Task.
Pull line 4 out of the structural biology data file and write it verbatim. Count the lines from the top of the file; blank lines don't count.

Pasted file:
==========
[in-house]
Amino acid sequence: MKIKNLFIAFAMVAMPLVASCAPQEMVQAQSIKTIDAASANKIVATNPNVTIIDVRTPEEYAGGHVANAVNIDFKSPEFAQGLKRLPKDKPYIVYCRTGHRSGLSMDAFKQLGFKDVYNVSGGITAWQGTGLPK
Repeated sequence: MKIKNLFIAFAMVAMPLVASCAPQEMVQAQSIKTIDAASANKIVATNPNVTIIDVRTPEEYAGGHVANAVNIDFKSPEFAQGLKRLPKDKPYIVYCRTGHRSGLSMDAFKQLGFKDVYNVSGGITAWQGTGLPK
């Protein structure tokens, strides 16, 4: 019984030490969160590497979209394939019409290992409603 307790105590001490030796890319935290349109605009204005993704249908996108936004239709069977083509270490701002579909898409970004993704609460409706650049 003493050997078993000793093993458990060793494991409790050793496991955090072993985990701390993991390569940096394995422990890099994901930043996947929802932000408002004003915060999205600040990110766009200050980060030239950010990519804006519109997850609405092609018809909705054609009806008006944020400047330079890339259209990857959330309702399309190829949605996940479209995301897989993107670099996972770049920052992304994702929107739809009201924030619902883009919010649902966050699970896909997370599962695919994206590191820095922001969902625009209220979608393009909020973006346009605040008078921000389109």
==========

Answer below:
């Protein structure tokens, strides 16, 4: 019984030490969160590497979209394939019409290992409603 307790105590001490030796890319935290349109605009204005993704249908996108936004239709069977083509270490701002579909898409970004993704609460409706650049 003493050997078993000793093993458990060793494991409790050793496991955090072993985990701390993991390569940096394995422990890099994901930043996947929802932000408002004003915060999205600040990110766009200050980060030239950010990519804006519109997850609405092609018809909705054609009806008006944020400047330079890339259209990857959330309702399309190829949605996940479209995301897989993107670099996972770049920052992304994702929107739809009201924030619902883009919010649902966050699970896909997370599962695919994206590191820095922001969902625009209220979608393009909020973006346009605040008078921000389109």